Fantasy values have been fluctuating since Opening Day, but some players have continued to rise up the rankings. The following 10 players have become household names because of their early-season success, and a few could be destined for long-term greatness.
A.J. Pollock, outfielder, D-backs
Pollock showed signs of breaking out during an injury-plagued 2014 season, hitting .302 with seven homers and 14 steals across 287 plate appearances. He has taken his game to an even higher level this season, and if he stays healthy he could exceed 15 homers, 35 swipes and 100 runs. By the end of the season, Pollock could be viewed by fantasy owners as one of the most complete speed sources in the game.
Joc Pederson, outfielder, Dodgers
The elite prospect has displayed a patient, powerful approach by compiling 13 homers and 33 walks across 200 plate appearances. Although his 59 strikeouts are a reason for concern, Pederson -- who reached the 30-steal mark in the Minors during the 2013 and '14 seasons -- could become a counting-stats difference maker once he harnesses his wheels at the Major League level.
Marcus Semien, shortstop, A's
By improving his ability to get on base this season (.283 batting average, .326 OBP), Semien has been able to display his notable combination of power and speed. With a chance to become one of few middle infielders to reach the 20 mark in both homers and steals in 2015, Semien could draw comparisons to Nationals shortstop Ian Desmond -- an early-round pick in recent years -- by the end of the campaign.
Jimmy Paredes, designated hitter, Orioles
As a late bloomer who has gotten his career on track with the O's, Paredes appears to be following the path of Steve Pearce. After entering the season with meager totals across 430 career at-bats, the 26-year-old has hit .314 with six homers and 25 RBIs across 156 at-bats in 2015. Paredes rarely walks, but he has made modest improvements on his strikeout rate. Continuing to cut down on K's could be his key to long-term success.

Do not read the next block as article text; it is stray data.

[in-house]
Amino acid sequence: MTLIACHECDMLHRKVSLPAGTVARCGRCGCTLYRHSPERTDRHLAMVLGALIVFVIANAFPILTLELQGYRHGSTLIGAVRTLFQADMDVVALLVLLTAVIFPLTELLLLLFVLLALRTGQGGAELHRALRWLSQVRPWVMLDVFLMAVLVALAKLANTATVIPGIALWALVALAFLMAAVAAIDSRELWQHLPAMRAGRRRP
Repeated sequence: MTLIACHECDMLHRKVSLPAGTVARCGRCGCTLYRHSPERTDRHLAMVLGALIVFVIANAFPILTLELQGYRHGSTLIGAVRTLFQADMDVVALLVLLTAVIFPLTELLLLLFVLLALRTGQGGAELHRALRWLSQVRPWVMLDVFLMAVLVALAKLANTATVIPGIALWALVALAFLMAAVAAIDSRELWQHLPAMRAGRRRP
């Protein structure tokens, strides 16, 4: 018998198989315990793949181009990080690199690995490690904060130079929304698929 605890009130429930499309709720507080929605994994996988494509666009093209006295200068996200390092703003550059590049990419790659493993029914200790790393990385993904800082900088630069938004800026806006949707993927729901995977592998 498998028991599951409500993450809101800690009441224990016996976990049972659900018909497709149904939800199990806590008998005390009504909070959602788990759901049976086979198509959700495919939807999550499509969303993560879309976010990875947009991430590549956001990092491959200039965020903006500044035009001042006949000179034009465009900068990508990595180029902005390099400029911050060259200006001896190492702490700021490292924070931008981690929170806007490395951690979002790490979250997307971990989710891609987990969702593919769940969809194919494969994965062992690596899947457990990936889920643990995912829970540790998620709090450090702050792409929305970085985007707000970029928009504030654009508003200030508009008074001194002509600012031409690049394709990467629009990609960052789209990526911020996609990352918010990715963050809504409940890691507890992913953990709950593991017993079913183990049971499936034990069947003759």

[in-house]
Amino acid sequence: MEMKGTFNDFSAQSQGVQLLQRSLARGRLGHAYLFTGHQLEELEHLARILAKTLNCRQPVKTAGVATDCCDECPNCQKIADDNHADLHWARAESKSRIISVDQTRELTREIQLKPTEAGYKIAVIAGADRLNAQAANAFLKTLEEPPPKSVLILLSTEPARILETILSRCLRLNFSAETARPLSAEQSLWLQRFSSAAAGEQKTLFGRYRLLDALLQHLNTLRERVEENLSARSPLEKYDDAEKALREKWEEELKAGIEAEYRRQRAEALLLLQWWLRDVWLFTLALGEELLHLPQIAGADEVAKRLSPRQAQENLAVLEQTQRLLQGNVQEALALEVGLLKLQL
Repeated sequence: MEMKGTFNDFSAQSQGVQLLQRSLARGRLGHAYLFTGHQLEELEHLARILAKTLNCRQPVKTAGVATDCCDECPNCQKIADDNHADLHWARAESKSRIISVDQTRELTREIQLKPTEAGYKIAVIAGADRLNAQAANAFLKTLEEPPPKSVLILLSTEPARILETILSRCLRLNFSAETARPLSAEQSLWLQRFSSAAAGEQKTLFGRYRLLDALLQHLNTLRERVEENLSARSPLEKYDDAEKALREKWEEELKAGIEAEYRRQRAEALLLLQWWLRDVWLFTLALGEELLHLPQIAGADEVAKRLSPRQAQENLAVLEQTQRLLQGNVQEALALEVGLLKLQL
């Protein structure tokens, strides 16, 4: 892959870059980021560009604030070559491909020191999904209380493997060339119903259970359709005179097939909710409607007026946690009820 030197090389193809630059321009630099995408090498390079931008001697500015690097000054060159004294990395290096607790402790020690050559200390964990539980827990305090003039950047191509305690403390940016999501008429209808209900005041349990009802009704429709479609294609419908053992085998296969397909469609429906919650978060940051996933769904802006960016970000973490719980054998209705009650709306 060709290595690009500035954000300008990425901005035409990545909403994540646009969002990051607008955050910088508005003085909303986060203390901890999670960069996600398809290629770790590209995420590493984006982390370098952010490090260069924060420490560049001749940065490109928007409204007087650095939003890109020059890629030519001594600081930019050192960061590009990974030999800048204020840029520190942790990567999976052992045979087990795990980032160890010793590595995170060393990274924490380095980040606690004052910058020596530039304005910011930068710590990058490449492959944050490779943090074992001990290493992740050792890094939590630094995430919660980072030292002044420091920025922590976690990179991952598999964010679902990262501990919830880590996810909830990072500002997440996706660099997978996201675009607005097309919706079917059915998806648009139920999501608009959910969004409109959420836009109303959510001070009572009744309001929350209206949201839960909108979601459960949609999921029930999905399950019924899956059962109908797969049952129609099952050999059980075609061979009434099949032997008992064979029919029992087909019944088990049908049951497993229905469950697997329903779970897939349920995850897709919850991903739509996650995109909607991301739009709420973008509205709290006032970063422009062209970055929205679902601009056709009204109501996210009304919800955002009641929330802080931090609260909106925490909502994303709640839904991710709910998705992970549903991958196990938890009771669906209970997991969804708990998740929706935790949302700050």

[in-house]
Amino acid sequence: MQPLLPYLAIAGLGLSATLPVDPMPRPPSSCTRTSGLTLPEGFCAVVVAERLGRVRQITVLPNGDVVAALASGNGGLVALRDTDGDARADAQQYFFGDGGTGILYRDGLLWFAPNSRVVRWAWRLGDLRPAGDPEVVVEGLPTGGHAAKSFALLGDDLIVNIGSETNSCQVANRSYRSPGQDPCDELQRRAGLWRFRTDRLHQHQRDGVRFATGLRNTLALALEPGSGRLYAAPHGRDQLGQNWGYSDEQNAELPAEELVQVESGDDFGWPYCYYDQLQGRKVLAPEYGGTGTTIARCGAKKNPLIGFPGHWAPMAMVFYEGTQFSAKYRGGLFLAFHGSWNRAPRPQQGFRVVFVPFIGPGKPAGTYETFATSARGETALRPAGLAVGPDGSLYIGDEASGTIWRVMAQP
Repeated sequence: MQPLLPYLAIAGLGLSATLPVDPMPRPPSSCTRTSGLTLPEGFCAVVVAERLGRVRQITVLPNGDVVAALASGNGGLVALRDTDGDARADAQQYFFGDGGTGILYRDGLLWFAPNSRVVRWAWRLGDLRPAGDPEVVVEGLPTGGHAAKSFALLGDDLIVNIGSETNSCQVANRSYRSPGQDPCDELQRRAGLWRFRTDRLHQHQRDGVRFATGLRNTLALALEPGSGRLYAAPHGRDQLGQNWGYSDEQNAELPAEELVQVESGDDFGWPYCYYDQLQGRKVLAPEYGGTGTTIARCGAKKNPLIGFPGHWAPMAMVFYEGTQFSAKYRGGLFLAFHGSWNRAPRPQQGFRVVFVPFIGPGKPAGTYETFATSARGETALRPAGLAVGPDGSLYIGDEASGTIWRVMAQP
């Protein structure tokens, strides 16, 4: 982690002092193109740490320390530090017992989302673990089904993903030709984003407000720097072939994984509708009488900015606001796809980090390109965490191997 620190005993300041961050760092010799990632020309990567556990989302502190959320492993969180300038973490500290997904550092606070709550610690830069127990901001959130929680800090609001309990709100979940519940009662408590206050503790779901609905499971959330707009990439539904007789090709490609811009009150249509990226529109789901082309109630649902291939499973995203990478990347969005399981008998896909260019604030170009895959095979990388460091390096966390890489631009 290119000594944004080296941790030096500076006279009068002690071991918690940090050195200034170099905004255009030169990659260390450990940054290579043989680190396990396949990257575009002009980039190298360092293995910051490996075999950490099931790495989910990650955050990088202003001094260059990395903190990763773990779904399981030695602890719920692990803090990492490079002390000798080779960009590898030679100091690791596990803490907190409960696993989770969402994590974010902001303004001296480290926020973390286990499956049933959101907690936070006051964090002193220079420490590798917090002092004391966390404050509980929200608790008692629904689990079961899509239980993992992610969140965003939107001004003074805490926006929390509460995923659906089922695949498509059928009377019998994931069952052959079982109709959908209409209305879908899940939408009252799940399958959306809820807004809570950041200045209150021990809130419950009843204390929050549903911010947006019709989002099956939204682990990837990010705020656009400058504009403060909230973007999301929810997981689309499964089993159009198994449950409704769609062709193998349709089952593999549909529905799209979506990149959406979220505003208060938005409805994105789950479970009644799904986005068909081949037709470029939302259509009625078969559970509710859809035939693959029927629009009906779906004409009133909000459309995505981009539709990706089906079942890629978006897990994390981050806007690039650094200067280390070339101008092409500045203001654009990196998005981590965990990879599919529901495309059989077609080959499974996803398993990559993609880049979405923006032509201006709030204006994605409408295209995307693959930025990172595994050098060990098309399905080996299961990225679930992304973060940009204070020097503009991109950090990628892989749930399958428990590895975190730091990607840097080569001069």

Devon Travis, second baseman, Blue Jays
Travis burst out of the gate in his rookie season by hitting .325 with six homers during April. However, the youngster quickly cooled off, batting .189 in May before landing on the disabled list with a shoulder injury. The second baseman did not show notable power in the Minors, but he is just 24 years old and could get a boost from homer-happy Rogers Centre in his quest for a 20-homer rookie campaign. At this point, the jury is still out on whether Travis is a breakout performer or merely someone who had one great month.
Chris Archer, starter, Rays
Fantasy owners have plenty of reasons to be optimistic that Archer can sustain his early-season breakout. The right-hander has made improvements to both his strikeout and walk rates, but his .192 opponents' batting average proves that pounding the strike zone is not causing him to get hit hard. Backed by a pitcher-friendly home park and an efficient defense, Archer has all the makings of a full-season breakout performer.
Dallas Keuchel, starter, Astros
Despite mediocre strikeout and walk rates, the left-hander has produced a 1.76 ERA and a 0.91 WHIP while holding opposing hitters to a .183 batting average. The secret to his success has been extreme ground-ball tendencies, as Keuchel has compiled the highest ground-ball percentage (63.9 percent) among qualified American League hurlers. With a talented defense behind him, Keuchel may be able to achieve long-term success with his current approach, even if some regression occurs during the summer months.
Shelby Miller, starter, Braves
Miller has transformed his approach by pitching to contact and producing lower strikeout and walk rates in comparison to his early-career work. The change has been an effective one, as the right-hander is compiling elite ratios and working deeper into games. Miller is unlikely to continue to hold opposing hitters to a .175 batting average all season, which will likely lead to some regression. But the previously inconsistent starter seems to have found a formula that will lead to long-term success.
Jake Odorizzi, starter, Rays
Odorizzi has shown some similarities to Miller, as he has achieved greater success while registering lower strikeout and walk rates. The 25-year-old has forced opposing hitters to produce more grounders and fewer fly balls this season, which has led to just five balls leaving the yard to this point in 2015 after he surrendered 20 homers a year ago. Odorizzi should continue to benefit from making the Rays' talented defense more involved in his game plan, even if he sees some correction in his home-run-per-fly-ball rate during the summer months.
Jeurys Familia, reliever, Mets
Fantasy owners spent most of March debating between Jenrry Mejia and Bobby Parnell, but Familia has been the one who has stepped forward and secured the ninth-inning gig in Queens. The 25-year-old has converted 15 of 16 save chances, and he has produced the high strikeout and low walk rates that fantasy owners seek in a stopper. Although relievers tend to be volatile, not a single statistic strongly suggests Familia's time in the closer's role will come to an end anytime soon.
Fred Zinkie is the lead fantasy baseball writer for MLB.com. Follow him on Twitter at @FredZinkieMLB. This story was not subject to the approval of Major League Baseball or its clubs.